you're reading...

Cornelius News

Power failures downtown electrify merchants, churches

featured_powerlinesdownDowntown Cornelius businesses—and churches—are seeing red because of power outages that have shut down retailers and even weddings during the past month.

Town officials also say a couple of things have gone wrong:

  •  Construction on Zion Street has gone far past promised deadlines. Zion was supposed to have re-opened a month ago. When the power goes out, the railroad crossing gates at Hickory Street go down and stay down, trapping anyone east of South Main Street along Zion.
  •  Contractors at the new Harris Teeter have knocked down power lines, shutting down service throughout much of the downtown area at least twice.

Mayor Chuck Travis declared that police and firefighters would take a chainsaw to rail crossing arms, if they are stuck in the down position, to allow emergency vehicles through.

“This is construction, major construction, which is an art, not a science,” the mayor said. Compaction of the Zion Street roadbed has been problematic.

Nevertheless, merchants are angry.



“The power has gone out for all small businesses on Catawba Avenue for more than an hour at least four times in the last 90 days leaving my students to do nothing more than puppet shows for the passing cars,” said Rob Muhlestein, owner of SkilStak Coding Arts at 21347 Catawba Ave.

He has lost as much as $500 a day when power outages shut down his academy.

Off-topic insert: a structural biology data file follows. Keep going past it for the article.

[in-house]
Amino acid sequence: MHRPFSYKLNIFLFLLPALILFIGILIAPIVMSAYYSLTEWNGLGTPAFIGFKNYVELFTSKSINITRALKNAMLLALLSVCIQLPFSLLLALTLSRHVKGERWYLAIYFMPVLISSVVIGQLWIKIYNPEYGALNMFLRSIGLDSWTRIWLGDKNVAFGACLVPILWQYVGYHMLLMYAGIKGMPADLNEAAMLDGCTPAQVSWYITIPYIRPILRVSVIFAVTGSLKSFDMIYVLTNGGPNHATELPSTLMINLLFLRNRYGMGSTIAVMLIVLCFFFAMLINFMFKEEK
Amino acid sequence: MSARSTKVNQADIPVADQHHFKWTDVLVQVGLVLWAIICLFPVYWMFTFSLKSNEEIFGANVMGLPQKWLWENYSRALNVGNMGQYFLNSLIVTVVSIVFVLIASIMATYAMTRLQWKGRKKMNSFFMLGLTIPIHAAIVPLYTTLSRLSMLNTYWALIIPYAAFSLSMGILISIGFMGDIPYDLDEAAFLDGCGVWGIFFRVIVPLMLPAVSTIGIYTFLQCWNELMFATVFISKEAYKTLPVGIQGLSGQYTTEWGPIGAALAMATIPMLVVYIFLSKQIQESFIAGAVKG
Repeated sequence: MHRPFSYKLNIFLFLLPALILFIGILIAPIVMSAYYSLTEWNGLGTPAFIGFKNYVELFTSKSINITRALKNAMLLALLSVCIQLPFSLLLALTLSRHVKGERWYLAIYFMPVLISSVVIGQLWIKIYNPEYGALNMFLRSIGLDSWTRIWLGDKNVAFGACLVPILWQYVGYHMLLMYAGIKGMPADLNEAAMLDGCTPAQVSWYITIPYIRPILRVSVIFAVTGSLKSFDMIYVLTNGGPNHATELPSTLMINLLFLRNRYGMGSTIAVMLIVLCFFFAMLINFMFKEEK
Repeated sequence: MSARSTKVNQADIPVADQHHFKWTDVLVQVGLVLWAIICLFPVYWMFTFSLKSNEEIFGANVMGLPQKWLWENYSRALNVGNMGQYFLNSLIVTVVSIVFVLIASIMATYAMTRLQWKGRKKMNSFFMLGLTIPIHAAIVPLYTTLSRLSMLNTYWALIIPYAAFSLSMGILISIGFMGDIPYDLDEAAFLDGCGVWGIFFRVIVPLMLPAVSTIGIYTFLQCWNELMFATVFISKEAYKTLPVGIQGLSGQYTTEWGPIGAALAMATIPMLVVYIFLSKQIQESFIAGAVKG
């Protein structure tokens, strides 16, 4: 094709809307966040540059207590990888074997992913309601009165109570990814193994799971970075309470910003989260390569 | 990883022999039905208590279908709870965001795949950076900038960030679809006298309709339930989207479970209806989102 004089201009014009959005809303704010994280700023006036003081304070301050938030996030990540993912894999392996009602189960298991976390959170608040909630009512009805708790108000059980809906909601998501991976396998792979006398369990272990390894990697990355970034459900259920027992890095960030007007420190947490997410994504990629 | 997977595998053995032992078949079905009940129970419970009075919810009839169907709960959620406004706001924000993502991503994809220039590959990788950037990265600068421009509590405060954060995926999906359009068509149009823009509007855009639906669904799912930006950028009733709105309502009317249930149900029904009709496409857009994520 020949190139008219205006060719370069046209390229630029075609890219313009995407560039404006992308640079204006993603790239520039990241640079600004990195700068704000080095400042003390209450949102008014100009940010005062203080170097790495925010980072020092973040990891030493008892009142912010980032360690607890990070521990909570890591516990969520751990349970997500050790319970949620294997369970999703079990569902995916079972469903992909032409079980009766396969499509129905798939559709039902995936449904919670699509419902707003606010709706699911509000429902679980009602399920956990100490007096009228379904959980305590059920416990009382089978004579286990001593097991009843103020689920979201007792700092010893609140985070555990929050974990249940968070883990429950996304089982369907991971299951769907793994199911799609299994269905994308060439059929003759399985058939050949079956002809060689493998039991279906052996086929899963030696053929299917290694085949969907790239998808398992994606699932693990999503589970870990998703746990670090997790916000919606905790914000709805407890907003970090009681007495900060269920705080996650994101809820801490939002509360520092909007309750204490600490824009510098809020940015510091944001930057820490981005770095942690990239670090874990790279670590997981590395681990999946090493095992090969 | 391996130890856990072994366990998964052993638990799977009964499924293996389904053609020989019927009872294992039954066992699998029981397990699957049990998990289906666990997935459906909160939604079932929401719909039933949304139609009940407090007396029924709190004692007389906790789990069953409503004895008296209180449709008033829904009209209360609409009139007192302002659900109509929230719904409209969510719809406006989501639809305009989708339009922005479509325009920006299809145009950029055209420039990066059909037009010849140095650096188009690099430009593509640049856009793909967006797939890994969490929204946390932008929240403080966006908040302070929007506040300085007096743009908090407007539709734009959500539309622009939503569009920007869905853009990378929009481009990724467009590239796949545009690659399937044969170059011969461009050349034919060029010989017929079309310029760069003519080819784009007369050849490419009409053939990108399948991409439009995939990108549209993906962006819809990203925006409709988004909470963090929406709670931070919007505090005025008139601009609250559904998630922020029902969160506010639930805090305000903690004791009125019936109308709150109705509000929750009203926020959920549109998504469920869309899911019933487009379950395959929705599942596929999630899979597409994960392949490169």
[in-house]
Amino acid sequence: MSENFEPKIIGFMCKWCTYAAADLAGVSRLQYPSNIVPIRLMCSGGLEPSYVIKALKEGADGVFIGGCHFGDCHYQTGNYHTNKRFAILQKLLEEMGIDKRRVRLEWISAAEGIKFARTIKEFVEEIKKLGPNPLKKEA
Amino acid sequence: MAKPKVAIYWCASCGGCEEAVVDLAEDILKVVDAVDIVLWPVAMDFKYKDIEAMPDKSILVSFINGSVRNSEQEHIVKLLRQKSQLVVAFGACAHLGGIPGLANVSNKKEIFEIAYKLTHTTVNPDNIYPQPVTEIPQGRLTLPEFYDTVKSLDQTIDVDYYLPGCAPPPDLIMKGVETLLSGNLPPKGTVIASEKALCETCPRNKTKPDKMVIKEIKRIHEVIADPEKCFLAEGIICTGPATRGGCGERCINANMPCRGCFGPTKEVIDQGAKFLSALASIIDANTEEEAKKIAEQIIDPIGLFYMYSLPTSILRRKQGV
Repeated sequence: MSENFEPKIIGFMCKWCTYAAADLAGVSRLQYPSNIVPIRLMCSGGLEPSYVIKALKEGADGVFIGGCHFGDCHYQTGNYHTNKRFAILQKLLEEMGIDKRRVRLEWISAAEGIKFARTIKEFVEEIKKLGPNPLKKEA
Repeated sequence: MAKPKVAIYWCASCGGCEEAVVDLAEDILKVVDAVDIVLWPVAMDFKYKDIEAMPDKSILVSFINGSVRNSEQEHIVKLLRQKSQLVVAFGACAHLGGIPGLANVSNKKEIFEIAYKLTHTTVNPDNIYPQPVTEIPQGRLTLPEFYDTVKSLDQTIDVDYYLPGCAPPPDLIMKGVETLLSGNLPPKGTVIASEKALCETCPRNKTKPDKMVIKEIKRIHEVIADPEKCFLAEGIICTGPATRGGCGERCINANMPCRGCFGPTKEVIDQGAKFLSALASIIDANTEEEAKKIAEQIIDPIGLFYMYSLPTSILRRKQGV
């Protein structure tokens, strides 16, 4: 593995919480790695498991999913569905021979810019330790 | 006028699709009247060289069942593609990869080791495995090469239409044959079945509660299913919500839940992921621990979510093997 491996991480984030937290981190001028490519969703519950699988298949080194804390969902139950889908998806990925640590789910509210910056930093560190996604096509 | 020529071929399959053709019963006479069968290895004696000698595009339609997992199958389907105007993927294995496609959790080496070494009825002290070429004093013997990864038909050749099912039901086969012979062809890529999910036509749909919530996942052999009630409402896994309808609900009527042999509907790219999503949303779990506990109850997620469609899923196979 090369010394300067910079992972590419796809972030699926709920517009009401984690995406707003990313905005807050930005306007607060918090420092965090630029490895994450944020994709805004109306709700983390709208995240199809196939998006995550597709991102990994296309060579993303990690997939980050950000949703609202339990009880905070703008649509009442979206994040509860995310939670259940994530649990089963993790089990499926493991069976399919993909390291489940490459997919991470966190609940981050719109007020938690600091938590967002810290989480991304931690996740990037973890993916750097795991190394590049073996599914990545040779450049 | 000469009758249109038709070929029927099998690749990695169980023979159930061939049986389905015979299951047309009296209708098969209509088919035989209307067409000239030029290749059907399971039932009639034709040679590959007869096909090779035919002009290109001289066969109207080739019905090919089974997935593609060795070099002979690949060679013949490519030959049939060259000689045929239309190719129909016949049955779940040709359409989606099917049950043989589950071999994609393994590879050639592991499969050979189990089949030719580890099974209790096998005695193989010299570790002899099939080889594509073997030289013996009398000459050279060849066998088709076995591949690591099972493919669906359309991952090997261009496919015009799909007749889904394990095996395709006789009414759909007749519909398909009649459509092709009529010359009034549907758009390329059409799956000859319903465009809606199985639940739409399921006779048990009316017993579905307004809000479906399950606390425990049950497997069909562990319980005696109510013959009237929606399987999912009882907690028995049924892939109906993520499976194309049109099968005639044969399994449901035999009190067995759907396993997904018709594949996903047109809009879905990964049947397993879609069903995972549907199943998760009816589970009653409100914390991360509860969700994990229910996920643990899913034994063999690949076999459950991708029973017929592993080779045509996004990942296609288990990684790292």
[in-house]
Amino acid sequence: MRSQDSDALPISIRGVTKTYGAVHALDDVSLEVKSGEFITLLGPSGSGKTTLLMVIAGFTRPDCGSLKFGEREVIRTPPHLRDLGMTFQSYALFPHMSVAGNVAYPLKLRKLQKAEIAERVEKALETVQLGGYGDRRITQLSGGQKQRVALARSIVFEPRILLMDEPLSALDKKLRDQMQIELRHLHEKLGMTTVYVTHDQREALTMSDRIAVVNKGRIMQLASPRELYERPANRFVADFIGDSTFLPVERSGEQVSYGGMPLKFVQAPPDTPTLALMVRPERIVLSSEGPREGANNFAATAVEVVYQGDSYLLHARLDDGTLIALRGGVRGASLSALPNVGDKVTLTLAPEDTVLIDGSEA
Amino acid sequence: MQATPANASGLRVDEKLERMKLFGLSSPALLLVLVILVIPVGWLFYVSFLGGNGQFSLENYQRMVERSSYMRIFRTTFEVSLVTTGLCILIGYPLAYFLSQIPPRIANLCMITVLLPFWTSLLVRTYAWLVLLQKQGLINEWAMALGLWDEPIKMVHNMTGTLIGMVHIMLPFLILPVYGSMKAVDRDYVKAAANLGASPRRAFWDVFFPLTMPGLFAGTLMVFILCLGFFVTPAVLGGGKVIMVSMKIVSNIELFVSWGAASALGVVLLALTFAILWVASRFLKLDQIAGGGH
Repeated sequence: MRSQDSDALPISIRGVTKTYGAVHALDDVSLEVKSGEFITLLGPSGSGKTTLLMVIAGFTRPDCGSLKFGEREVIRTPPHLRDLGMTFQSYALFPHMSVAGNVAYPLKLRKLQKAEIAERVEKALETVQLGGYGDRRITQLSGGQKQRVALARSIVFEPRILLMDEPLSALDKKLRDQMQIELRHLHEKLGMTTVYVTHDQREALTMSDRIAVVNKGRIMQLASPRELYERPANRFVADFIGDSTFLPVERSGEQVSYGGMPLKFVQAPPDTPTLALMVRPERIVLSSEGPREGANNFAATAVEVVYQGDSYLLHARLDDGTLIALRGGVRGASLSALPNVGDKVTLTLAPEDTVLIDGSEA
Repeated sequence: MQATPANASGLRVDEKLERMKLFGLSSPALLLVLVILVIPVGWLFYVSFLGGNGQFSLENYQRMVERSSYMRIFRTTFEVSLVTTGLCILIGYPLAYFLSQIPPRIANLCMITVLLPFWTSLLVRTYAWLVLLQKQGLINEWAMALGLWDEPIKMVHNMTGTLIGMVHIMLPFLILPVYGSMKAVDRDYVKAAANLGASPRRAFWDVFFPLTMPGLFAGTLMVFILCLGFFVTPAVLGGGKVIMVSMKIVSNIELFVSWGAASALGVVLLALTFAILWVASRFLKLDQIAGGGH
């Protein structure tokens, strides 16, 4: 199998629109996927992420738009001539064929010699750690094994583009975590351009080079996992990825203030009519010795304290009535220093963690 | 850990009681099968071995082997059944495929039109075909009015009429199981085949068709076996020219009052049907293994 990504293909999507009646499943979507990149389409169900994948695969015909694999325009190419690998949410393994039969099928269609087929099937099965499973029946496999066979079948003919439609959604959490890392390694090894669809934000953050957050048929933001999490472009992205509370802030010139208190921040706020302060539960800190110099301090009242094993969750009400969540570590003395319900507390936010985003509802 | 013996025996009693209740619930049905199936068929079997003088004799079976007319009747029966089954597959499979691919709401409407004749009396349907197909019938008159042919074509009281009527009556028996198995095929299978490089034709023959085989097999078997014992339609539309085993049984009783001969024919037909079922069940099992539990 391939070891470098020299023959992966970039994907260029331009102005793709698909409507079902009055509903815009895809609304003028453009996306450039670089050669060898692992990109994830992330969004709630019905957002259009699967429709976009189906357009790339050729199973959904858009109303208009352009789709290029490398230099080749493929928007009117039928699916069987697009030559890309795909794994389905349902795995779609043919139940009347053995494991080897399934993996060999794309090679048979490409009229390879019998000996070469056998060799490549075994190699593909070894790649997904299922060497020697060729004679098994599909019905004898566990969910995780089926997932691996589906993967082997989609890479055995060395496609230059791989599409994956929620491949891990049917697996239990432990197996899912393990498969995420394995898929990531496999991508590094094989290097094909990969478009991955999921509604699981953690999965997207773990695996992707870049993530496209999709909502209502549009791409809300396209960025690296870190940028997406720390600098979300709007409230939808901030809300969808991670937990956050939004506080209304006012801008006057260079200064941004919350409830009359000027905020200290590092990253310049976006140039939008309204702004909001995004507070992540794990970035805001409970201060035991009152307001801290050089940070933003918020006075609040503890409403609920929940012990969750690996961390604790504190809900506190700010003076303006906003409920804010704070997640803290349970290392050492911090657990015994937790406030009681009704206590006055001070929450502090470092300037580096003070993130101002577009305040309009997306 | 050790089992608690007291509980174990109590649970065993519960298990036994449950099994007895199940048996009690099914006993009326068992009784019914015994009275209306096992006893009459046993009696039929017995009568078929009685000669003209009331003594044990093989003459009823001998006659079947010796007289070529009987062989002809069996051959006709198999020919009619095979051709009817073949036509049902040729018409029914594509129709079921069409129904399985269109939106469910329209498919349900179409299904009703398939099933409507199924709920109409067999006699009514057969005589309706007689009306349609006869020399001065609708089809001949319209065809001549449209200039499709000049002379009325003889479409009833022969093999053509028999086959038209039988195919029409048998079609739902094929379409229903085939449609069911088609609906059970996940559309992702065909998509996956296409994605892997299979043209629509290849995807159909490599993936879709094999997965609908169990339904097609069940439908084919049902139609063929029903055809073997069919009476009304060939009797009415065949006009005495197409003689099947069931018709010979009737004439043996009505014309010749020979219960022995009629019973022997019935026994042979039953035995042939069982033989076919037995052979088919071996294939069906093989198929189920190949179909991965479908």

“I work with very tight margins as a nano-school but more importantly I turned away disappointed children for Minecraft Camp one of whom traveled from Kannapolis for it. I spoke with other business owners and made a rough anecdotal estimate of lost downtown business during these outages of over $5,000 for both the power outages. Small potatoes to some, but if we really want to grow downtown business we need some accountability with teeth. Shouldn’t we at least be fining those responsible for these outages? Reflective warnings on the power lines clearly were not enough to prevent it from happening again. Maybe a $20,000 fine would,” he said.

The inexactness of construction in the midst of red clay, cold weather and on-and-off rain may be the root cause, but ElectriCities, the electric utility for some of the town, is taking some of the heat.

Kathy Morey, manager of ElectriCities, says “there’s nothing quite as frustrating as the power going out, especially when it happens several times in one month.”

She said lengthy power outages that occurred in November were caused by accidents near the Harris Teeter construction. “These accidents caused considerable damage that interrupted service and our local crews worked non-stop to restore power as quickly as possible. We continue to educate construction companies on safe practices to avoid similar construction-related outages in the future,” she said.